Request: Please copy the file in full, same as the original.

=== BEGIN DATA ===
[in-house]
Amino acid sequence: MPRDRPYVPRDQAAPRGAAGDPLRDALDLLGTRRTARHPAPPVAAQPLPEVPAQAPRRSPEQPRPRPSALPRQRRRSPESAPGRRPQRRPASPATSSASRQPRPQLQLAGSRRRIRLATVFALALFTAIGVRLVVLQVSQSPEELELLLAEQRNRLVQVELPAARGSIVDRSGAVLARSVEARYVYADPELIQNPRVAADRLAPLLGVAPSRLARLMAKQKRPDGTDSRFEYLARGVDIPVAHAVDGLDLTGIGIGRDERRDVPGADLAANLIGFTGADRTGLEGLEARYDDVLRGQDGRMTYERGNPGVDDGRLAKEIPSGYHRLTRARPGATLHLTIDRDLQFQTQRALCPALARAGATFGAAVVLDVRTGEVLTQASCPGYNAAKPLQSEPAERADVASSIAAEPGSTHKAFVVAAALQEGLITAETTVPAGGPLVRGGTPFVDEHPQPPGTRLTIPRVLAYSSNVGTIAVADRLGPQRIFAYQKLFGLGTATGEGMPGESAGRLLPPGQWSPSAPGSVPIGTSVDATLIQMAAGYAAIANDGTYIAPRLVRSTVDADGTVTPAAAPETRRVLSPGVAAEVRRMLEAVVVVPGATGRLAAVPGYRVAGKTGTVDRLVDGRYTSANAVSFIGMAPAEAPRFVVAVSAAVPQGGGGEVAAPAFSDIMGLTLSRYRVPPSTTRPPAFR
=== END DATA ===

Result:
[in-house]
Amino acid sequence: MPRDRPYVPRDQAAPRGAAGDPLRDALDLLGTRRTARHPAPPVAAQPLPEVPAQAPRRSPEQPRPRPSALPRQRRRSPESAPGRRPQRRPASPATSSASRQPRPQLQLAGSRRRIRLATVFALALFTAIGVRLVVLQVSQSPEELELLLAEQRNRLVQVELPAARGSIVDRSGAVLARSVEARYVYADPELIQNPRVAADRLAPLLGVAPSRLARLMAKQKRPDGTDSRFEYLARGVDIPVAHAVDGLDLTGIGIGRDERRDVPGADLAANLIGFTGADRTGLEGLEARYDDVLRGQDGRMTYERGNPGVDDGRLAKEIPSGYHRLTRARPGATLHLTIDRDLQFQTQRALCPALARAGATFGAAVVLDVRTGEVLTQASCPGYNAAKPLQSEPAERADVASSIAAEPGSTHKAFVVAAALQEGLITAETTVPAGGPLVRGGTPFVDEHPQPPGTRLTIPRVLAYSSNVGTIAVADRLGPQRIFAYQKLFGLGTATGEGMPGESAGRLLPPGQWSPSAPGSVPIGTSVDATLIQMAAGYAAIANDGTYIAPRLVRSTVDADGTVTPAAAPETRRVLSPGVAAEVRRMLEAVVVVPGATGRLAAVPGYRVAGKTGTVDRLVDGRYTSANAVSFIGMAPAEAPRFVVAVSAAVPQGGGGEVAAPAFSDIMGLTLSRYRVPPSTTRPPAFR